As we peruse the supermarket shelves we’re all aware that food products contain labelling. We notice the similarities and differences and sometimes have our heads turned by a particularly attractive design but, how much do we really know about food labelling and the purpose it serves?
Many of you might not realise that labelling is everywhere. From food to cleaning products, product labelling can help us to identify the list of ingredients, how to store the product and any warnings to be aware of.
We see a range of different labels everyday but why are these labels so important?
How Does Food Labelling Help Me?
First and foremost, if you have food allergies or are feeding someone with food allergies then you need to know whether those allergens are contained in a product you are purchasing. You may also wish to know if the product has been produced in a factory containing those allergens. Ingredients such as eggs, nuts and soya will always be labelled for your safety.
Nutritional information is provided on food packaging to enable people to make informed choices about what they are eating in terms of its nutritional value. Consumers are able to monitor how much fat, saturated fat, salt and added sugar they are eating by checking the labels.
Information is provided per 100g and sometimes per portion. This level of information is particularly important for people who are trying to lose weight, people with health problems that can be adversely affected by diet e.g. heart disease, and families with young children who wish to limit the salt and sugar content of their diet. There will also be information on the content of kilojoules (kJ) and kilocalories (kcal) which indicates the amount of energy contained within 100g of the product.
Labelling is also useful if a consumer wishes to compare one product against another. Some larger supermarkets choose to add nutrition labels to the front of packaging to help their customers decipher at a glance how healthy a product is. The traffic light system is particularly useful for this purpose. Green indicates low levels of fat, sugar or salt and red indicates high levels.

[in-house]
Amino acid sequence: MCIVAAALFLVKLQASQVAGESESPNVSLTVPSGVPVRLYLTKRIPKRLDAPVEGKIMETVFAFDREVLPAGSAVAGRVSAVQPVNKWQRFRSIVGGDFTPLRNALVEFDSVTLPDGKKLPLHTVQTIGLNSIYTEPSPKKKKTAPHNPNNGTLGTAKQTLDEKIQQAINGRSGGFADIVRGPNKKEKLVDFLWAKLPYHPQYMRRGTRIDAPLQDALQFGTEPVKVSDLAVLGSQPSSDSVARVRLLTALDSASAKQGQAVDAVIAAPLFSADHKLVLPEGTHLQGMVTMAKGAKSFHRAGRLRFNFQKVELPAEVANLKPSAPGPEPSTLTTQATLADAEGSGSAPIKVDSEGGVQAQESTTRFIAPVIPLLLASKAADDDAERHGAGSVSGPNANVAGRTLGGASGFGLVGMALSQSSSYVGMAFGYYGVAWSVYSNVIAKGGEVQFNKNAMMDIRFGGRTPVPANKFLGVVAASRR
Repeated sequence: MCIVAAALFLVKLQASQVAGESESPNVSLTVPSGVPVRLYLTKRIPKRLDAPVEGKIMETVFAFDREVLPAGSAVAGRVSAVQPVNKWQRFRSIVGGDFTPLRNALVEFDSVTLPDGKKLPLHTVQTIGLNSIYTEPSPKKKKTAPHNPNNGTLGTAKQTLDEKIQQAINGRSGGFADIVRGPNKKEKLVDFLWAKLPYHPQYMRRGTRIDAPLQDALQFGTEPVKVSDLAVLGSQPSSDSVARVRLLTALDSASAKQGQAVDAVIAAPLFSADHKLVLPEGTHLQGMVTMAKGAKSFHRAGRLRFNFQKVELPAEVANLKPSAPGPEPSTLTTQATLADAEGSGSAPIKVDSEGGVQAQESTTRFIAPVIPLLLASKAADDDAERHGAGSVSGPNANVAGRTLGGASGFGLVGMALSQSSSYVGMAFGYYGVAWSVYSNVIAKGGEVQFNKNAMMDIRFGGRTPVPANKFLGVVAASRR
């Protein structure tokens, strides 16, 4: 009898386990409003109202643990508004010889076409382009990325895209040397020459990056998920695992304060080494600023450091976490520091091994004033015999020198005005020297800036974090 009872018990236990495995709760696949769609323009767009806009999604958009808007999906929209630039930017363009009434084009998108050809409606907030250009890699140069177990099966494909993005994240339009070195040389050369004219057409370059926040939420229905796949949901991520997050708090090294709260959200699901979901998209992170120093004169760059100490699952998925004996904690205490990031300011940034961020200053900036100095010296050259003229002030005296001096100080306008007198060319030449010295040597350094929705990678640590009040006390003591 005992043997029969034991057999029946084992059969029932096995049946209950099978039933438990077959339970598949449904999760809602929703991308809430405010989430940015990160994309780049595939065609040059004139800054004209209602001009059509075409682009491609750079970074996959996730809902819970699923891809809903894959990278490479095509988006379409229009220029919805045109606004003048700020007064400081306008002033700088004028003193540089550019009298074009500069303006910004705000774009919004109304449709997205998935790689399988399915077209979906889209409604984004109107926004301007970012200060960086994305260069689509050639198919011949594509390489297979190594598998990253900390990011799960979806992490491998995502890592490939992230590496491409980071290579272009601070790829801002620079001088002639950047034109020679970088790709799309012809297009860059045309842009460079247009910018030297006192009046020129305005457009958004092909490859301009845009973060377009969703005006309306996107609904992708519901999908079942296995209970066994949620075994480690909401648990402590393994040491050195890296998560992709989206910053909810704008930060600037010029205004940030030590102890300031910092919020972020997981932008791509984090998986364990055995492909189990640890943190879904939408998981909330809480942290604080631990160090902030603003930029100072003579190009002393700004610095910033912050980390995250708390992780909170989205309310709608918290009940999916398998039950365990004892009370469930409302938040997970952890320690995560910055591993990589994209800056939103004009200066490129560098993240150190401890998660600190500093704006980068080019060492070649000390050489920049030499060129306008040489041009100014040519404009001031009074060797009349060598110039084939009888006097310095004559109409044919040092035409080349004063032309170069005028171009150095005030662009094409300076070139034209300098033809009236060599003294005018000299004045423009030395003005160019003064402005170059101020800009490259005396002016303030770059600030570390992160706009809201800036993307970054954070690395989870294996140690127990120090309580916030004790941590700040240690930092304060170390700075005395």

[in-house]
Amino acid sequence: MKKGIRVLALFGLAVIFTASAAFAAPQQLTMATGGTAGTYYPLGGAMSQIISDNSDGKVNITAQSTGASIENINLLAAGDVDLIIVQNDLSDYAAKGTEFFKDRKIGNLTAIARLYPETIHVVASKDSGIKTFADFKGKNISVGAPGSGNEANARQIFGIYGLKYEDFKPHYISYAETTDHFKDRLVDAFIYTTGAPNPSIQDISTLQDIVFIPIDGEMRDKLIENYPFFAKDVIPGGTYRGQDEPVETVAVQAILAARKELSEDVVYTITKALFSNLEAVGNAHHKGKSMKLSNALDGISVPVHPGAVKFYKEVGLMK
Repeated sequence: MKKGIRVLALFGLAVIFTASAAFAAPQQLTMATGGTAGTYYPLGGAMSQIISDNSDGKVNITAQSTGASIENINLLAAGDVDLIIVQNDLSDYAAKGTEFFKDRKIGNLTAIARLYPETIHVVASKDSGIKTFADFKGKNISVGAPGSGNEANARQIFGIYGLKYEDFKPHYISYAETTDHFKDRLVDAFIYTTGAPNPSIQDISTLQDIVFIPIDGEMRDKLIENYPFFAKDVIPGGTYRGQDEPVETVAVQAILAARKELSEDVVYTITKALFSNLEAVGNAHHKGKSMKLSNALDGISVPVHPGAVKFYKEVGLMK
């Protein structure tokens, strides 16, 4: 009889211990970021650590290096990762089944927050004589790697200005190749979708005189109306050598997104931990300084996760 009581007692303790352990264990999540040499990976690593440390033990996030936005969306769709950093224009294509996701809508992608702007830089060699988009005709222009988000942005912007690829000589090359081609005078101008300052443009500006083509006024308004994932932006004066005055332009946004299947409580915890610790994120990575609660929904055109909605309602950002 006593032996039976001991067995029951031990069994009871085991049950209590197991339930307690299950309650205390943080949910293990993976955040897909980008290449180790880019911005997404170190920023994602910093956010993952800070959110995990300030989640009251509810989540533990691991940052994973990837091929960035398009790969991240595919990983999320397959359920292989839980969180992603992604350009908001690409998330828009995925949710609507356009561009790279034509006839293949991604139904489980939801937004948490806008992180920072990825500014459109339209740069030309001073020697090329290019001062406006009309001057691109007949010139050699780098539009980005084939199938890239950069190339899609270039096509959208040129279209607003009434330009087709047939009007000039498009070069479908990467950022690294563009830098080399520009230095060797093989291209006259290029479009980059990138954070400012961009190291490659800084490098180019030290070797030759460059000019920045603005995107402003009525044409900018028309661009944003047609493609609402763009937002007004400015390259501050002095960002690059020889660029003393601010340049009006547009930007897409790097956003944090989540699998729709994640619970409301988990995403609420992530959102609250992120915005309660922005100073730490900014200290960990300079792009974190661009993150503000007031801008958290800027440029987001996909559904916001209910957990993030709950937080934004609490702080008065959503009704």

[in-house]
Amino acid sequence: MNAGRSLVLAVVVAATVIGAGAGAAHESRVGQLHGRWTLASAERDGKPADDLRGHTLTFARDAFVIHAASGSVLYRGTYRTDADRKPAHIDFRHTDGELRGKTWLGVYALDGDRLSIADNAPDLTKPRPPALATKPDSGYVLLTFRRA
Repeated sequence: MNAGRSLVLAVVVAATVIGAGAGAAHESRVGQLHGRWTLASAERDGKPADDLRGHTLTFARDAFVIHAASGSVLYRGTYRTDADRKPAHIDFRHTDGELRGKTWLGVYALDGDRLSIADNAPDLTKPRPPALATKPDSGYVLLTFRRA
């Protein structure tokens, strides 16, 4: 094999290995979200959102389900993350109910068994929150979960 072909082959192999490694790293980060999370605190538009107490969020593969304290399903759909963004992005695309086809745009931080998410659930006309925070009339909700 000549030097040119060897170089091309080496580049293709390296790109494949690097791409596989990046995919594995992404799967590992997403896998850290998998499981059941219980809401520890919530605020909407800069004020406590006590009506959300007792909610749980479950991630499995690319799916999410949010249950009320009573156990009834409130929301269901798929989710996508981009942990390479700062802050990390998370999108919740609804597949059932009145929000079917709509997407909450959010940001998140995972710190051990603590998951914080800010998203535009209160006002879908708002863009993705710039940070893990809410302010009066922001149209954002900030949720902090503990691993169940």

Some producers choose to add tamper seals to packaging so that consumers can be confident that a product has not been interfered with. This can be achieved using a labelling machine.
At a very basic level, food labelling tells us what a product is, whether it is fresh and helps us decide whether we are likely to enjoy it!
What Is Required By Law?
By law all food packaging labels must contain the name of the food, be clear and easy to read, permanent, easy to understand, easily visible and not misleading.
A use by or best before date must be applied to all food. A use by date is applied to food which could pose a health risk after a certain date such as meat or fish. In addition to the use by date, consumers should pay attention to the storage requirements such as ‘refrigerate’ or ‘eat within three days of opening’ in order for the use by date to apply. A best before date refers to quality rather than safety. A food beyond its best before date won’t be harmful but may lose taste or texture.
Food containing substances such as sweeteners, additives, raw or unpasteurised ingredients must carry a warning as these may pose a health risk to some members of the public. In addition, the quantity of contents must be identified on the food label as must the name of manufacturer, packer or seller, storage instructions and if necessary, cooking instructions. If food packaging is making a health claim or if vitamins or minerals have been added, details must be included on the label.
Of course, design does come into play with food labelling, but now you have an overview of the requirements insofar as what MUST be on there, you should be able to ensure that your customers are informed as well as attracted to your product.